The check may not be in the mail, but the application is.
On Thursday, the Honolulu Authority for Rapid Transportation (HART) submitted an application to the Federal Transit Administration for a full funding grant agreement, the first step in securing up to $1.55 billion in federal subsidies for the city's controversial rail project.
"We now begin the process...over the next 30 days, negotiating (and) working with them on what will become the final document," said Dan Grabauskas, HART's executive director and CEO.
After the FTA review is complete, a copy of HART's FFGA application will be forwarded to the White House Office of Management and Budget for another 30-day review.
Once the White House review of the FFGA is finished, the FTA can inform Congress of its intent to sign the document as part of a 60-day notification process. The FFGA will then go to the appropriations committee of both the U.S. House and Senate, where lawmakers can agree to the request, or make their own recommendations. If the House and Senate are at odds over the final amount, any difference in the FFGA would be worked out in conference committee.
Rail critics like Cliff Slater of HonoluluTraffic.com are skeptical House Republicans will set aside $1.55 billion for a project that polls show a majority of the public on Oahu is against. He said that's especially true with Ben Cayetano running for a mayor, a former two-term governor and anti-rail candidate who's leading in the polls.
"They're not going to fund anything that doesn't have strong political support, because they're just asking for problems down the road," said Slater.
However, Grabauskas notes Republicans in the House Appropriations Committee have already set aside $100 million for the rail project in a draft of the Transportation and Urban Development bill for fiscal year 2013.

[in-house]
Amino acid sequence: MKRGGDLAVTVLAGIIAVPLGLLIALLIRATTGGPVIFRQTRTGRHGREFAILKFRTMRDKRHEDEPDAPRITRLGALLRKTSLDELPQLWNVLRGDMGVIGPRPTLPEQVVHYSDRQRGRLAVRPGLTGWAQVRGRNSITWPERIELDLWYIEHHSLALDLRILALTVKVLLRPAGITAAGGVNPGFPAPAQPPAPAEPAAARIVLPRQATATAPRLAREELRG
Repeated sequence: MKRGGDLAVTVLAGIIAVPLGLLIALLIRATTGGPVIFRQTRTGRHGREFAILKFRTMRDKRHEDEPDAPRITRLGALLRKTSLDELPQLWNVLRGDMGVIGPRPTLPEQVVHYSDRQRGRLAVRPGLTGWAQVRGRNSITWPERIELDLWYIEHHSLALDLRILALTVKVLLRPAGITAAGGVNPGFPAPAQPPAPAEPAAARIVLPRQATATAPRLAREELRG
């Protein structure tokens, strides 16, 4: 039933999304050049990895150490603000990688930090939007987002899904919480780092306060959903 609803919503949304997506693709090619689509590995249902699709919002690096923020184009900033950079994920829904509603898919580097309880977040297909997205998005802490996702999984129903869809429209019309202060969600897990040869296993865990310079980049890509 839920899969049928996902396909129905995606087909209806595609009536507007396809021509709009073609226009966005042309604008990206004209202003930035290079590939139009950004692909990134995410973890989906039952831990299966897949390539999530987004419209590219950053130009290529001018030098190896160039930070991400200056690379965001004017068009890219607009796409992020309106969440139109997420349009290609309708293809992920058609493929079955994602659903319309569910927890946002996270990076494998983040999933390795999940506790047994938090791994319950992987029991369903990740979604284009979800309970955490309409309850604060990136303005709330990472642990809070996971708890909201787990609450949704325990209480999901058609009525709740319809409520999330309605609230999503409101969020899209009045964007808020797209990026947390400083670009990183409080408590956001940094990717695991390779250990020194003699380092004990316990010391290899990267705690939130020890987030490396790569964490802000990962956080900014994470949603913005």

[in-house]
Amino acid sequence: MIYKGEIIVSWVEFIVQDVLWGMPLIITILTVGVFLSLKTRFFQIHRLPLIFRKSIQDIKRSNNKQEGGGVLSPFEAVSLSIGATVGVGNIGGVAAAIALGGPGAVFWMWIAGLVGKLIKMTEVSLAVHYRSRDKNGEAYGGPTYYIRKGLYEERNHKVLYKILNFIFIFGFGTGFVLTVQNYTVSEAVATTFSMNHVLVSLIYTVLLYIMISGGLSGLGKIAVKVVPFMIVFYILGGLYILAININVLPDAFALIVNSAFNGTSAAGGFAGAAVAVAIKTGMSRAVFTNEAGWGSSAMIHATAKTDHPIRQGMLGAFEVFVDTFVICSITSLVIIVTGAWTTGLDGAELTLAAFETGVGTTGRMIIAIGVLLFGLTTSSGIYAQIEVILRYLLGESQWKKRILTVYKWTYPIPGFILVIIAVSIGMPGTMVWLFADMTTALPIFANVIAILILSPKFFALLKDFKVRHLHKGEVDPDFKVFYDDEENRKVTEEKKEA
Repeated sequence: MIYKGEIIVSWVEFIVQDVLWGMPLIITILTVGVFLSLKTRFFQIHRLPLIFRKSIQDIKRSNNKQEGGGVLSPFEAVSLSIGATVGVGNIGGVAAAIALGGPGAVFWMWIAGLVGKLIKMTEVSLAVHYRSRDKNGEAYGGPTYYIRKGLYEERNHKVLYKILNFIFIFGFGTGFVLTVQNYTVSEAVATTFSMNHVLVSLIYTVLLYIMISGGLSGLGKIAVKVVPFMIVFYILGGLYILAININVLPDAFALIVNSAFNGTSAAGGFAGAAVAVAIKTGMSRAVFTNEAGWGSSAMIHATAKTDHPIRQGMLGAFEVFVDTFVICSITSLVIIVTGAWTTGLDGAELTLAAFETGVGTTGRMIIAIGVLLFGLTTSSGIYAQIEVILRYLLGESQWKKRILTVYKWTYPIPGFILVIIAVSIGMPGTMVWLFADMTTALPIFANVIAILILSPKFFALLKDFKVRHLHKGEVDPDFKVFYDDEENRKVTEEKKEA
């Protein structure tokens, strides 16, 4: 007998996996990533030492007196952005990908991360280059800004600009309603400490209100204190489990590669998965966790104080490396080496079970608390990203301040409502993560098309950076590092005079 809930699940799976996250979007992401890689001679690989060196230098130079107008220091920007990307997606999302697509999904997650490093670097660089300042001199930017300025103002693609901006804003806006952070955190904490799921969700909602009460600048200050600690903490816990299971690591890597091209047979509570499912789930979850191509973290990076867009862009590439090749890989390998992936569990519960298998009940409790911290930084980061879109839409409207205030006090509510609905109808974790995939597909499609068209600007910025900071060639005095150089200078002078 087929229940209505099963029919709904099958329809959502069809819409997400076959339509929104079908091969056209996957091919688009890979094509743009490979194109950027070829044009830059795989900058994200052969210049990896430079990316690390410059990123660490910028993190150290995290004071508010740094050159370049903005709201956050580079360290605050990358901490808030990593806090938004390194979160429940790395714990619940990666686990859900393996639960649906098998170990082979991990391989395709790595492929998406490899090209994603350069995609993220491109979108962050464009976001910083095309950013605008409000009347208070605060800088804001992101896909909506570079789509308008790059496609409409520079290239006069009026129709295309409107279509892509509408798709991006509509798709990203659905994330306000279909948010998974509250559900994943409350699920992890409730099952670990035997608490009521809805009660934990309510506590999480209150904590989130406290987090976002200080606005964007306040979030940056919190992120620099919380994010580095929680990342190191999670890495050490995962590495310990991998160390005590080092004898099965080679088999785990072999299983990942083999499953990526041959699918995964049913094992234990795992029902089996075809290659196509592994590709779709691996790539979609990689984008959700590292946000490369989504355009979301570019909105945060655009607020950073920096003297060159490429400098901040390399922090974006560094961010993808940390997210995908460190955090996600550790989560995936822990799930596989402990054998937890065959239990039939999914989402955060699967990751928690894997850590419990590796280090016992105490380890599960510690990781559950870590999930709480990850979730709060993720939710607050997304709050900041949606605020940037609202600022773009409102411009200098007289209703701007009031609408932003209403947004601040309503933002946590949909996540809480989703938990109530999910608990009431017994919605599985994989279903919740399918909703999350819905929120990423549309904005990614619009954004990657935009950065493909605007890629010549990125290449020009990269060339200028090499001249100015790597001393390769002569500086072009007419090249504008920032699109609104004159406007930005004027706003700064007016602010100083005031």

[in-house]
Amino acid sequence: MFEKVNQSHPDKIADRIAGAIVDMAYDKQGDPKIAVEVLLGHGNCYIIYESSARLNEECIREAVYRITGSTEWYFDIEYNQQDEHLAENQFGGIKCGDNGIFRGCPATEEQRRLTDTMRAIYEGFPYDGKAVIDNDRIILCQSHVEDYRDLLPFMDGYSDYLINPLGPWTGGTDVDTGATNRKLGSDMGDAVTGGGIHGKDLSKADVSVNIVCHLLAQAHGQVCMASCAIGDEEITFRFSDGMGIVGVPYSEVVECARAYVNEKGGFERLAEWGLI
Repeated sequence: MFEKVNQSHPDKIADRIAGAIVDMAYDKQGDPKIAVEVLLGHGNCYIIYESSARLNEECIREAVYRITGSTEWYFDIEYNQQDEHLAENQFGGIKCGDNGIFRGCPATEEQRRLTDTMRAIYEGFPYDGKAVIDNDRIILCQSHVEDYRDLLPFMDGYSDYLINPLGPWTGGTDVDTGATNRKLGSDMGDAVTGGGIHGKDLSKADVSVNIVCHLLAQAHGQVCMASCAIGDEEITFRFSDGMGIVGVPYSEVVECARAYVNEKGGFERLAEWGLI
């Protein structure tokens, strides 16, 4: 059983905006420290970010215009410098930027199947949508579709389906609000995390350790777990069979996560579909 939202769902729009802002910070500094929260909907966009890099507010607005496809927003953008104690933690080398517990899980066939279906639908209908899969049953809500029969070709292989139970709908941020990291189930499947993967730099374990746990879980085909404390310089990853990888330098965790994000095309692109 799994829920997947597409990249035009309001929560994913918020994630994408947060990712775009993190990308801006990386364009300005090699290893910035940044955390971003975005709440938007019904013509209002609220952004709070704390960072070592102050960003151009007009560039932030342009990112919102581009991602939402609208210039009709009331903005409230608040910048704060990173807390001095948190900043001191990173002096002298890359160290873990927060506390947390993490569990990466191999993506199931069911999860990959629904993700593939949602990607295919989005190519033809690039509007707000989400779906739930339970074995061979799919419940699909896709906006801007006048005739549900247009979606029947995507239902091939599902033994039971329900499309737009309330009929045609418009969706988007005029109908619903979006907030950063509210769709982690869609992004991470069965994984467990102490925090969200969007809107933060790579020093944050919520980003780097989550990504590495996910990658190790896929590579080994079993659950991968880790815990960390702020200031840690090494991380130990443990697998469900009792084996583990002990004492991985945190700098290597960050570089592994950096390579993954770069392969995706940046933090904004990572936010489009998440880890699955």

"The fact that we got a $100 million from the House given the contentiousness and given the fact that we are not a grantee yet, we are only an applicant, put me in a good mind to think that we're in a very good position," said Grabauskas.
Still, the $100 million agreed to by members of the House Appropriations Committee was $150 million less than what President Barack Obama requested for the Honolulu rail project in his FY-2013 budget.
Submittal of the rail project's FFGA application also came with a revised financial plan. Grabauskas said the overall cost of the project has been lowered to $5.16 billion, mostly due to a drop in finance charges. The project's final environmental impact statement had placed the total cost of the rail line at $5.51 billion.
"This is the third time in about 18 months that after having examined the project cost, the project has actually decreased," said Grabauskas. "We're moving in the right direction," he added.
However, the updated cost of the rail project presented Thursday by HART failed to include about $100 million the city spent on planning and designing the system, which means the total price tag is actually closer to $5.26 billion.
Although HART insists the cost of the elevated rail line has decreased, so has the project's contingency fund. Currently, the fund stands at $645 million, $220 million less than the $865 million the project began with.
Grabauskas said the drawdown of the rail project's contingency fund is mostly due to change orders from contractors, but the remaining balance is well within what the FTA finds acceptable.
Slater and other opponents of the project remain concerned rail planners have not considered what would happen if construction of the rail line encounters cost overruns of 10 percent or more. A cost overrun of 30 percent would bring the total cost of the rail line to $6.7 billion.
Grabauskas said concerns over cost overruns are overblown, and the revised financial plan actually shows the city ending up with a balance of $193 million at the end of construction in 2019.
The revised financial plan also includes $210 million in Section 5307 funds, a federal subsidy normally used to replace aging city buses. The financial plan in September of 2011 called for the use of $244 million of federal bus subsidies.
"That to me is flat out dishonest," said Slater. "All along we've been saying that we cannot use the city's general funds to build rail."
While the Section 5307 funds are not technically part of the city's general fund, Slater argues the city will have to replace those monies with funds that come from city taxpayers.